It’s holiday season in India. People are celebrating Dussehra, one of the most important Hindu festivals, honoring the victory of Lord Rama over the 12-headed Demon King Ravana. You can read more about the holiday here but one of the most fascinating things related to Dussehra in my opinion are these Ravana effigies people make and then burn to celebrate the victory of good over evil. I didn’t have a chance to blog about the Ravana effigies while we were in India but found them fascinating.
Last year, we went to Janakpuri, the part of Delhi, where people make the effigies and took a bunch of pictures. I thought I’d share some of them with you today. I apologize for the poor quality of the picture – they were taken with my cell phone.
The Ravana effigies are made out of paper, scrap fabric and sticks. In the beginning they look like this:
Then their creators put colored paper on top of the brown paper and yes they do go to crazy with the mustaches:
Then they add elaborate decorations on the faces:
Finally, they assemble the Ravanas and each one gets a body kinda like the one in the picture above (at the right) and 12 heads. They look really impressive. As you can see, all of this is done on the side of the road in a regular neighborhood. The effigies are made over a couple of weeks leading up to the Dussehra.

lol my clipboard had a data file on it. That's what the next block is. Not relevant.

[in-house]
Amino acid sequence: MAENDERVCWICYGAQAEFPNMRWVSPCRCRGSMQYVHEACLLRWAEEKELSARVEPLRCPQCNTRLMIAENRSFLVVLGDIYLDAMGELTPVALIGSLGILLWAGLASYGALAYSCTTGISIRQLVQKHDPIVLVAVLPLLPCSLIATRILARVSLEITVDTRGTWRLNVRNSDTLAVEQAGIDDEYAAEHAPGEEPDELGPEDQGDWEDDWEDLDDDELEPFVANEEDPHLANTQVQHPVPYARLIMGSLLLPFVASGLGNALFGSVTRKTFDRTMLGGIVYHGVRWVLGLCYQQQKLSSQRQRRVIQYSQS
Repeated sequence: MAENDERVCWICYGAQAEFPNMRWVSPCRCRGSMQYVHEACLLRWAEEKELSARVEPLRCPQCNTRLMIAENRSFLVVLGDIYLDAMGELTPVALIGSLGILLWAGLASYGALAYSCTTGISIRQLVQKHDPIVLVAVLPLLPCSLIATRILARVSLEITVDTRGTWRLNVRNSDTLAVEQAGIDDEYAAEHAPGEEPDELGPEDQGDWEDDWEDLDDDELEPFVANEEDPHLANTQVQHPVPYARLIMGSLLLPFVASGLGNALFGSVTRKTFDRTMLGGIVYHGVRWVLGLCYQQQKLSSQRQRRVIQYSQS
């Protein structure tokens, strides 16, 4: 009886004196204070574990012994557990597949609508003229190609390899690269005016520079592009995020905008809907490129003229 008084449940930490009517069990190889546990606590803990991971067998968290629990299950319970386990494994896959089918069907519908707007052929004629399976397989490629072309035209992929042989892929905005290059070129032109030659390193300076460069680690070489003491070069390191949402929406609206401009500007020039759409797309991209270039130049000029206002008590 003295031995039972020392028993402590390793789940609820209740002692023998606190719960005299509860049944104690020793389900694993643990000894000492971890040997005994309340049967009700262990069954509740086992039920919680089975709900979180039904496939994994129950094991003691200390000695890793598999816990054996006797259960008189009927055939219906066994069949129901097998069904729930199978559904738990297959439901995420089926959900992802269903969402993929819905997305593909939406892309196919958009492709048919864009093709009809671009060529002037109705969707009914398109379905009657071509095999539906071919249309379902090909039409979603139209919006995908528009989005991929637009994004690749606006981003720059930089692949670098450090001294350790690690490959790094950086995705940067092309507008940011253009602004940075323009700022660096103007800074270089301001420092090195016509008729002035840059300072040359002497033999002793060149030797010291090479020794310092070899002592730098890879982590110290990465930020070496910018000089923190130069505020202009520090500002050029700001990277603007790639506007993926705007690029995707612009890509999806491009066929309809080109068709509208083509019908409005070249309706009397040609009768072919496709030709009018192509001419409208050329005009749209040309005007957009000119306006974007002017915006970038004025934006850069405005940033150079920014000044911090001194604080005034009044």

On Dussehra, Indians set hundreds and hundreds of Ravana effigies on fire. I never went out at night to see them burning (we are asked to stay away from the burning celebrations as they can and often do get out of hand and there’s a lot of other craziness going on) but here is a picture from Hindustan Times, which should give you an idea of what a burning Ravana effigy looks like. Of course, there are hundreds of them all over town, so it’s really something to behold.
Also kinda Halloween-y, no?
Image credit: Hindustan Times